States Upgrade Election Equipment — Wary Of 'A Race Without A Finish Line'
With five months before primary season begins, election officials around the country are busy buying new voting equipment.
Their main focus is security, after Russians tried to hack into U.S. election systems in 2016. Intelligence officials have warned that similar attacks are likely in 2020, from either Russia or others intent on disrupting U.S. elections.
Federal, state and local authorities are trying to improve the security of the nation's voting systems before that happens. One way they're doing that is by purchasing more machines that produce paper ballots, which can be used to verify results in the event of a cyberattack on electronic systems.
The Brennan Center for Justice estimates that nearly 90 percent of Americans will cast their ballots on paper-based systems in 2020, compared with 80 percent in 2016.
That still means about 16 million voters will use paperless machines.
"Election security experts and intelligence community members agree that paperless voting machines are insecure and that we need to transition to paper-based voting systems across the country to ensure that — in the event of a question or a concern — we can go back and look at the paper records for every vote cast," says Liz Howard of Brennan's Democracy Program.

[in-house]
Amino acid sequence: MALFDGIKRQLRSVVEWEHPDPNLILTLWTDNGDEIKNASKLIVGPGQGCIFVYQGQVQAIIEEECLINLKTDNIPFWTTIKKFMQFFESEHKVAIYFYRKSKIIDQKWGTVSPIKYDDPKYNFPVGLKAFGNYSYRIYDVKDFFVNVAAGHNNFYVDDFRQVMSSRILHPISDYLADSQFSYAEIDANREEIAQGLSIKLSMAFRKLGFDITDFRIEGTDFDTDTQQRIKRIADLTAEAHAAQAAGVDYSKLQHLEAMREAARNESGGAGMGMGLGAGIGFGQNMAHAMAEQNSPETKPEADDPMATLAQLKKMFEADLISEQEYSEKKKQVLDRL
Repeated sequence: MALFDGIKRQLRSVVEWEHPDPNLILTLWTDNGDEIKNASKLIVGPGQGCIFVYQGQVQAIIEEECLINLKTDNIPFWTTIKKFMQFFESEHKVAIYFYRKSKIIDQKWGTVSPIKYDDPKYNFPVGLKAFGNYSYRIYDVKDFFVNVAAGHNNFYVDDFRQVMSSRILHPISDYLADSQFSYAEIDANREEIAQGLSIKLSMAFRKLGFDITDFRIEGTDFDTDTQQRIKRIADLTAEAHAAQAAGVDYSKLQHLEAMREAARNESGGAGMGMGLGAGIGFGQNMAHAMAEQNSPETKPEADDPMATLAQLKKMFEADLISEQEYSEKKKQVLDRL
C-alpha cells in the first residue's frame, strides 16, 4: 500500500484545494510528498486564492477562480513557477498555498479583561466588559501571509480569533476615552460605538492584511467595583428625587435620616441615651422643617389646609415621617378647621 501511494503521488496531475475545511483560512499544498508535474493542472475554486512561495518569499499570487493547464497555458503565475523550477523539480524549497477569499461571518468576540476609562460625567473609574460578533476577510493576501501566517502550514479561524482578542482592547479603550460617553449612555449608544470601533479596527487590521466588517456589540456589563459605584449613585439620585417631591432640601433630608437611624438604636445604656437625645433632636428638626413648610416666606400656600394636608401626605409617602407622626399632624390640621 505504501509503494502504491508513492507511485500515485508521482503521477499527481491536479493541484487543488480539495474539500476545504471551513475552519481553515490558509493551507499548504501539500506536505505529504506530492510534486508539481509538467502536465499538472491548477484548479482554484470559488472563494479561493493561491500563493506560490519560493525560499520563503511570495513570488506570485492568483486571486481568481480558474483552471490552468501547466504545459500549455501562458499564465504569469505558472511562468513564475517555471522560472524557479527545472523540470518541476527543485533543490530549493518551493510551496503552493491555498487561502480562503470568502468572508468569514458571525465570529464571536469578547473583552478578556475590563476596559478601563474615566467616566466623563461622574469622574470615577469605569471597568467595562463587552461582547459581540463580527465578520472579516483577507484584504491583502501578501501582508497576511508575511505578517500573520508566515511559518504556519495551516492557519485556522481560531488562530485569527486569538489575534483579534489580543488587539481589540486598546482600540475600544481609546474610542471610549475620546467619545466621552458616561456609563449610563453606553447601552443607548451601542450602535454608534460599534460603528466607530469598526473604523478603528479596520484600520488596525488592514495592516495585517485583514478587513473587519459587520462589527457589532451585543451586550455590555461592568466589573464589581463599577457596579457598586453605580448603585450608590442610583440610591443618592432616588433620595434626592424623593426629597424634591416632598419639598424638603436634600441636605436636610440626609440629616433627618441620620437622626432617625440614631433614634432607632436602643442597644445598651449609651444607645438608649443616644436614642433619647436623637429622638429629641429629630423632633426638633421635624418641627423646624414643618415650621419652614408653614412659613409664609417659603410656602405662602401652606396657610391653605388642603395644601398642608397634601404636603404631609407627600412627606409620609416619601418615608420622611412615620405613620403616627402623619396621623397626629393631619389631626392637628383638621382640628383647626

Sprint in the commonwealth
Pennsylvania is among the states making major changes in response to those concerns. Gov. Tom Wolf, a Democrat, has ordered all 67 counties to replace their existing machines by next year with ones that produce a voter-verifiable paper record.
That's a massive and costly undertaking, with an estimated price tag of as much as $150 million — but officials believe most of the counties are on track to make the change before the state's primary in April.
About 200 residents of Bucks County, just north of Philadelphia, turned out at a local community college recently to weigh in their county's machine-buying decision.
It was a little like a speed-dating event, as the residents moved around a large meeting room checking out one display after another. They held paper surveys, on which they could mark which machines they liked best and why.
Dolores Mucci, an election judge from Bensalem Township, came with some fellow poll workers who were especially interested in how easy the equipment would be for voters to use.